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University strikes ‘much more likely’ as bitter pensions row continues

Lectures, classes and exams could be hit if industrial action goes ahead.

Strikes at 61 universities are “much more likely” to go ahead after talks over potential changes to pensions ended without an agreement between unions and employers, the University and College Union (UCU) has said.

Lectures, classes and exams could be hit if UCU pushes ahead with industrial action, beginning with a two-day walkout next month, due to the ongoing dispute.

The union had earlier announced that its members had overwhelmingly backed action over proposed changes to pensions covered by the Universities Superannuation Scheme (USS) in an industrial ballot.

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Around 61 universities could face disruption if UCU pushes ahead with industrial action. (Peter Byrne/PA)

On Tuesday, Universities UK (UUK), which represents university employers, said a Joint Negotiating Committee, made up of an equal number of UUK and UCU members with an independent chairman, had voted in favour of the proposed reform.

UCU said in a statement that “the chair sided with the employers’ representatives”, adding that strikes “have become much more likely”.

UCU general secretary Sally Hunt said: “Staff will feel utterly betrayed by their leaders. We are disappointed at how talks ended today, particularly after UUK suggested yesterday that it wanted more talks to avoid strikes.

“Universities must be on notice that unless there are dramatic changes in their negotiators’ position then strike action will be arriving on campus next month.

“There is much talk of a crisis of leadership in higher education at the moment, especially after the recent vice-chancellor pay and perks scandals.

“Now is the time for university leaders to recognise the scale of this problem, how angry their staff are and to work with us to avoid widespread disruption in universities.”

The union said it would now firm up start dates for strikes, with action likely to begin with a two-day walkout on February 22 and 23, followed by three-day, four-day and five-day strikes in future weeks.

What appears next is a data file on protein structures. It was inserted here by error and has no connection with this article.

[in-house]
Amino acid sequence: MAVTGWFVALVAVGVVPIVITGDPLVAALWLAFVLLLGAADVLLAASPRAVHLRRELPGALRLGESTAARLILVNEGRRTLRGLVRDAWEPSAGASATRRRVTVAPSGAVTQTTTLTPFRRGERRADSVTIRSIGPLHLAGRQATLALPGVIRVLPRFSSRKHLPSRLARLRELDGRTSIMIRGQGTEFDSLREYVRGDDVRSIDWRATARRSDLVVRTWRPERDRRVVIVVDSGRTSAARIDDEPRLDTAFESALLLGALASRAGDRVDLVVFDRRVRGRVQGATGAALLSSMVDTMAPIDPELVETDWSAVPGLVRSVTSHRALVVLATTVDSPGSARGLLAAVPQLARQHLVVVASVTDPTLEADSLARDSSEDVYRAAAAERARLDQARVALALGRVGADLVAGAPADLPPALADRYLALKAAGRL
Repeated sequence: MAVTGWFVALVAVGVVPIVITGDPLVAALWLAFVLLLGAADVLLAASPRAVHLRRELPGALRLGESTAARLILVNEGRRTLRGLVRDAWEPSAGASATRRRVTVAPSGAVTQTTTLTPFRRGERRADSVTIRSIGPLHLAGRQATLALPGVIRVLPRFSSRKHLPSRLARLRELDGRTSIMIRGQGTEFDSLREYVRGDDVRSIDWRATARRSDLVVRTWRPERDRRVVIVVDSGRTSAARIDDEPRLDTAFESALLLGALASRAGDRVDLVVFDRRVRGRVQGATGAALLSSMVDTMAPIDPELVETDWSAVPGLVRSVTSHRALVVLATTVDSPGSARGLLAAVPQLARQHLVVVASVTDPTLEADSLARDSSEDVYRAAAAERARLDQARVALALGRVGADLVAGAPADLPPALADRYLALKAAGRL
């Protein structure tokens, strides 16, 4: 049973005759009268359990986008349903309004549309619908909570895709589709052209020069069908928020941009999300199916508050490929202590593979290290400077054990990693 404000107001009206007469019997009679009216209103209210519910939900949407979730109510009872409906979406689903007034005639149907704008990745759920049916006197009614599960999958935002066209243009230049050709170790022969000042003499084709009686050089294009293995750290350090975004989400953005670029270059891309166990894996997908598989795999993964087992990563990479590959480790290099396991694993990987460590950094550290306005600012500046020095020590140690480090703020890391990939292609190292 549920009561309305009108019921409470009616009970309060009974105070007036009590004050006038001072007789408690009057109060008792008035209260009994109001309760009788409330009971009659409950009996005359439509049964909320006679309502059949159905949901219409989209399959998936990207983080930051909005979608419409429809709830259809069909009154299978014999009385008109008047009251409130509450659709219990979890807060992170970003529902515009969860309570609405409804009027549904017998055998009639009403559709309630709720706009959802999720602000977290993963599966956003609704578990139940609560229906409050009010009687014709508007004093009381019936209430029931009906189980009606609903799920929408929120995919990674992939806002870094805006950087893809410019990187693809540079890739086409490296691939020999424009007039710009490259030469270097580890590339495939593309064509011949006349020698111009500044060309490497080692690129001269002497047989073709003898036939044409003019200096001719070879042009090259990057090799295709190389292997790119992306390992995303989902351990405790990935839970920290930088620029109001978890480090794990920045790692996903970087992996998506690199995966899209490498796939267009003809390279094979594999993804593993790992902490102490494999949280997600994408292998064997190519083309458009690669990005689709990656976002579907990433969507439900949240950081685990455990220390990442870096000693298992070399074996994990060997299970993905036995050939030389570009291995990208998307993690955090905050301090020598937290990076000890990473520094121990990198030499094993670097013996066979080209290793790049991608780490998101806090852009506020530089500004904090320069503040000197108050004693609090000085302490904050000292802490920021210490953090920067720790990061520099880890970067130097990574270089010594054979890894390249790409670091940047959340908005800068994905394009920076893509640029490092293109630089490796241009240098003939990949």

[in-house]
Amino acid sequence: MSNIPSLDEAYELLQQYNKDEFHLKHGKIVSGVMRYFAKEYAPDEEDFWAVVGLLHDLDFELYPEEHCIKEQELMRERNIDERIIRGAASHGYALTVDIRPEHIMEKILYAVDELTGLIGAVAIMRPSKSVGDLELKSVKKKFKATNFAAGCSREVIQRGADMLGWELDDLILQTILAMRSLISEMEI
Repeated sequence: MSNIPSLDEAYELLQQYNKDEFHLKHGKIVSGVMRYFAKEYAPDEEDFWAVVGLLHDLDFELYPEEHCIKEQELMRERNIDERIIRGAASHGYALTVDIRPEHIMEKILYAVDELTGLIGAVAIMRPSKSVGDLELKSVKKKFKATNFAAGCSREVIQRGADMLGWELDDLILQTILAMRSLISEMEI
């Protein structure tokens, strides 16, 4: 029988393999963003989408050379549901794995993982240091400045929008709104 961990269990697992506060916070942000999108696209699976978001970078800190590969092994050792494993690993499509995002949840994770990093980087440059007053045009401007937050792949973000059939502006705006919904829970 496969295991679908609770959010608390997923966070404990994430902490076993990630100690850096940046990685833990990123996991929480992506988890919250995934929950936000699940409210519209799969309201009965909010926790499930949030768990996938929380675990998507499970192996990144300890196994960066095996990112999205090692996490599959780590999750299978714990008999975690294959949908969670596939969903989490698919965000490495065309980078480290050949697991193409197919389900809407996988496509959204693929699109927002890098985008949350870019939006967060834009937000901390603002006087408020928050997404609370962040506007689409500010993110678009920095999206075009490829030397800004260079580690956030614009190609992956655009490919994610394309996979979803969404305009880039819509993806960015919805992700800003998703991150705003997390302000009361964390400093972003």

Other action could include members working to their contracts, meaning they could refuse to cover classes, reschedule classes lost on strike days or undertake voluntary duties.

UUK said a “negotiated settlement” could not be reached following more than 30 meetings with UCU, adding that the pension changes would “offer members greater flexibility and choice”.

A spokesman said: “The reform proposal will tackle the scheme’s deficit and the significant rise in the cost of future pensions so that universities can continue to offer attractive pensions to staff, now and in the future.

“It will also ensure that contributions remain affordable to both staff members and employers.

“Today’s decision is a necessary step to put the scheme on a sustainable footing for the long term.

“Our focus now is to work with USS and UCU to shape the details of the new benefit structure so that it offers flexibility, choice and market-leading defined contributions pensions.”

Hundreds of thousands of university workers are understood to be enrolled in the USS pensions scheme, mainly those working at older institutions established before 1992.

UCU has been balloting members enrolled in the scheme since November.

It previously announced that 88% of members who voted backed strike action, while 93% backed action short of walkouts.

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